We often refer to the lettered funding rounds that raise capital for growing businesses — “A round”, “B round”, and so on. Even for those not engaged in the study of VC funding, the concept is quite simple. Funds enter a private company’s cap table (the official ledger of registered shareholders) through these sequential rounds. Typically (but not always), as a company takes on investors while separately generating revenue, a funding round places a higher value on the company than the previous round did. This increase in a company’s valuation from one financing round to another is known as a step-up in value. The step-up is calculated as the valuation at the beginning of a round divided by the valuation before the prior round. A company with a valuation of $3 million at the first round and $9 million at the second round has realized a step-up in value of three times between these two financing rounds. A two-year study of “C” round step-ups reveals some solid, unmanipulated facts that demonstrate the strength of private growth opportunities even in the face of choppy public markets:


Note the spike in February, right when things were arguably at their worst everywhere else in the financial realm. Observe how that most recent step-up, at 2.8, is the highest on the entire chart. The illustration couldn’t be any plainer. Venture capital is not in the throes of a recession, and the public and private markets don’t have any meaningful correlation when it comes to themes of feast or famine.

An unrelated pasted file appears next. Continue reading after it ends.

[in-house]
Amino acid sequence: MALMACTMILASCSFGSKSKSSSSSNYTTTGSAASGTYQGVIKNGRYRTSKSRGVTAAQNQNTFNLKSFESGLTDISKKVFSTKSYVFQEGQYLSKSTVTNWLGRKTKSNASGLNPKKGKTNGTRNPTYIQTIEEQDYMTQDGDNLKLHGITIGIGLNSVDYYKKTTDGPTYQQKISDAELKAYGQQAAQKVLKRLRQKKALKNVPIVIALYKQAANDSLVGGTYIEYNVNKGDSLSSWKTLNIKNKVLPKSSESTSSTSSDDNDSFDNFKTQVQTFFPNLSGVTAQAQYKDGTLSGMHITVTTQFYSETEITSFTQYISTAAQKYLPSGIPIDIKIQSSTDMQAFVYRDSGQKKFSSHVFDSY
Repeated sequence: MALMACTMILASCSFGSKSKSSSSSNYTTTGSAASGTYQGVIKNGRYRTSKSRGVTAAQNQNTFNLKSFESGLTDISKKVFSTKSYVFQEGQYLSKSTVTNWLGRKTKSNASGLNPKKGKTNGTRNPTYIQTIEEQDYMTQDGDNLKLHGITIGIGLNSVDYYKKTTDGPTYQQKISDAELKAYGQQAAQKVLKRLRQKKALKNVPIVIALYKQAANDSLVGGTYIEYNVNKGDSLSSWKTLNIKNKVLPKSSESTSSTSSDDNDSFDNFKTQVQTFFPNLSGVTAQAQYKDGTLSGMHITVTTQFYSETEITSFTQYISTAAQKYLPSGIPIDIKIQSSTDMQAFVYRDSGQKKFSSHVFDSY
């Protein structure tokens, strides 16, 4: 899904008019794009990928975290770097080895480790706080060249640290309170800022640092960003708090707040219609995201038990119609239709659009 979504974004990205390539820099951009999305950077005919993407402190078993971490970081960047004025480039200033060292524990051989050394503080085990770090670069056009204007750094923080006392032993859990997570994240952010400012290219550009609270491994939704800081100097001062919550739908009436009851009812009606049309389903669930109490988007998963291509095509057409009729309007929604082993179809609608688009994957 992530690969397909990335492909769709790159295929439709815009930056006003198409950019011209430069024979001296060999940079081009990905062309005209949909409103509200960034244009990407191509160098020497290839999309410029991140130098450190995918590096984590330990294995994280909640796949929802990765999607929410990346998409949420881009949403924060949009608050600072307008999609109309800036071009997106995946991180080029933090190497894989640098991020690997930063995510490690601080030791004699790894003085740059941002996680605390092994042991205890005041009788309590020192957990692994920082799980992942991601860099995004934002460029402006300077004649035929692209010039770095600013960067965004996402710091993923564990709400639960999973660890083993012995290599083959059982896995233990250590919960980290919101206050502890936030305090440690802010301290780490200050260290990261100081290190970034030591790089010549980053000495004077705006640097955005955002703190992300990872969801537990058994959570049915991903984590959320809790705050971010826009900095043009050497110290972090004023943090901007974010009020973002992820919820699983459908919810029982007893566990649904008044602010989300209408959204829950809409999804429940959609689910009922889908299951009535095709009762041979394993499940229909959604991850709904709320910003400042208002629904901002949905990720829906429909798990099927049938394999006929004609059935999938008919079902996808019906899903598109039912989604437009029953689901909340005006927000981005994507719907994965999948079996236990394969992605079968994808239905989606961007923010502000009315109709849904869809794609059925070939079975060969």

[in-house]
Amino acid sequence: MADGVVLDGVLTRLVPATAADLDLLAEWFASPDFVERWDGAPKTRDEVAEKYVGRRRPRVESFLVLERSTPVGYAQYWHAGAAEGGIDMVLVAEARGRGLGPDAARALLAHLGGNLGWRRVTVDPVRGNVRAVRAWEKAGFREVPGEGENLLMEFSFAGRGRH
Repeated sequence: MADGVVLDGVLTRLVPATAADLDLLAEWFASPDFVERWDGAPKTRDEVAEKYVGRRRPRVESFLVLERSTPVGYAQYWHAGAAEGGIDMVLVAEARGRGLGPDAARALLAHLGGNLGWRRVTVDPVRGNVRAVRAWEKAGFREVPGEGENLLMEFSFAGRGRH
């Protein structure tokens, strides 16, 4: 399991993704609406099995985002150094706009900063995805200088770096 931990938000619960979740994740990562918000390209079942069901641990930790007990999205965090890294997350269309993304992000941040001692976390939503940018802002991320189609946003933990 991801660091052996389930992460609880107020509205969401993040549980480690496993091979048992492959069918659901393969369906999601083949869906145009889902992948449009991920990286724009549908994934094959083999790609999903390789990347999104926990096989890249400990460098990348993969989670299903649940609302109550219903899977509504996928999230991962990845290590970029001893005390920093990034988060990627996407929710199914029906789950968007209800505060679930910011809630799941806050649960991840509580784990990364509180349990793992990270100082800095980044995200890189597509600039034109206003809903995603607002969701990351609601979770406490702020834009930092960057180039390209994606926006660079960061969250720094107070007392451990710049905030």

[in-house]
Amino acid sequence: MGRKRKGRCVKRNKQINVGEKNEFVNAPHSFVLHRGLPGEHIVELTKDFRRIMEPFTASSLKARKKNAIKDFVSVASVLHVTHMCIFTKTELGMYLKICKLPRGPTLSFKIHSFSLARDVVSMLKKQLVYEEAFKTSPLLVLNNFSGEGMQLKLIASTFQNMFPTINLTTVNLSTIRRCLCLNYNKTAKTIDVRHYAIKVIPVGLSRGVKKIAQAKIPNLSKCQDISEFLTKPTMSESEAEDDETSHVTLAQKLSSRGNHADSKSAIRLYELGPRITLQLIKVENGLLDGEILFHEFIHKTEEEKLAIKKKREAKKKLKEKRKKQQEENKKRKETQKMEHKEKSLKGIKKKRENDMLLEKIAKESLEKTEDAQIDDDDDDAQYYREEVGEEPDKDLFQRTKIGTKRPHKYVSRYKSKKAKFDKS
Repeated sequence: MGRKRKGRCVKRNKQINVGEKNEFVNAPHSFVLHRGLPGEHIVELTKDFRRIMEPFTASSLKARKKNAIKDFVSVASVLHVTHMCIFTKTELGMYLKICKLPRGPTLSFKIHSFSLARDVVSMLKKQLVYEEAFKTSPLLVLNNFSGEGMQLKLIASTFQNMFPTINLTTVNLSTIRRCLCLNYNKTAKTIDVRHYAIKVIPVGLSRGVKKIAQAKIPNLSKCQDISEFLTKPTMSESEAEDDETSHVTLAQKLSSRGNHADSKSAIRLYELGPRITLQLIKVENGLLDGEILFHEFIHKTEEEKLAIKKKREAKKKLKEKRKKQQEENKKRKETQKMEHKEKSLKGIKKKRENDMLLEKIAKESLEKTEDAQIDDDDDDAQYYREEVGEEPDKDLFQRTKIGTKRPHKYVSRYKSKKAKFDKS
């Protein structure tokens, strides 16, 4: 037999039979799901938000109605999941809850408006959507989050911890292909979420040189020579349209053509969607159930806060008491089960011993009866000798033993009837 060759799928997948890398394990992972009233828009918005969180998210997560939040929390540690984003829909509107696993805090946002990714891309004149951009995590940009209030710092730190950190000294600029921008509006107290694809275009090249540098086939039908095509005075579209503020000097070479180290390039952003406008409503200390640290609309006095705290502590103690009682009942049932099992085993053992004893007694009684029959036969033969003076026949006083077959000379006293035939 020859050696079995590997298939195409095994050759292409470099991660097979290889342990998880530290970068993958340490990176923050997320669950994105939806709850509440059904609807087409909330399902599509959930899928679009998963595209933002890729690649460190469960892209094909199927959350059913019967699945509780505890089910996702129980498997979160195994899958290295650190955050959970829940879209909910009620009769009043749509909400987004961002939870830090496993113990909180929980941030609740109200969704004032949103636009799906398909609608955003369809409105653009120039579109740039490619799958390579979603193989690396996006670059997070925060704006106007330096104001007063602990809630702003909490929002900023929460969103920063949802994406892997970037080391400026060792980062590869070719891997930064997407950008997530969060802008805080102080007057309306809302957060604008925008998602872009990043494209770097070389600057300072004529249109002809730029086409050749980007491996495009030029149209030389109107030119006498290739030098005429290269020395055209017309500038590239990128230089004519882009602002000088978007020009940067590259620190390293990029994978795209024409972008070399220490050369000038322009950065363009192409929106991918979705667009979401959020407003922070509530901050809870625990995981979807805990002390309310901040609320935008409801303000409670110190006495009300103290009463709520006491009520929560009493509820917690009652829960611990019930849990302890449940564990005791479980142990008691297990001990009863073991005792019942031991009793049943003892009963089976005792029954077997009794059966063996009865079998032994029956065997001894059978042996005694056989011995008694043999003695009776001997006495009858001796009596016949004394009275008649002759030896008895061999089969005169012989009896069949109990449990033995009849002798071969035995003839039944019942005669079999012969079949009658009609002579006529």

It’s important to understand that we are not recommending that investors pick a private company and start placing bets. The volume of big VC checks being written is not a reliable indicator of an individual startup’s or late-stage company’s success. Sometimes the big guys make bad choices — just ask SoftBank how WeWork panned out for them. Sometimes a pre-IPO company will offer an investment into a “red-hot” name, but at a grotesquely inflated valuation. Iron Edge VC avoids these pumped-up attention grabbers like the plague as they are much less likely to deliver high-percentage returns, if any. We need to know who among the most reputable VCs are investing in a company, in how many rounds did they participate, and how big is their financial commitment. When these numbers signal a winner to us, we will do a deep dive into the company’s fundamentals, get to know the management, and then claim our own spot on the cap table. With this approach, our labor is sharply focused on providing our clients with refuge from some unforgiving public markets.

We at Iron Edge VC are proud to have access to the shares of today’s most exciting private companies that have proven and emerging track records of impressive growth, but still have tremendous potential and are not yet available on the public markets. When you buy shares in our Funds that house these exclusive investments, you will be along for the ride with us. If you would like to learn more, or if you know of anybody else who would, do not hesitate to contact us by clicking “Get in Touch” below.

If you have enjoyed this article, visit the Iron Edge Blog for past updates on our pre-IPO opportunities and for general commentary on investment in the private marketplace.

As always, shares of Iron Edge investment funds are available on a first come, first served basis.

All the Best,

Paul Maguire

Founder & Managing Partner

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Paul Maguire

Founder And Managing Partner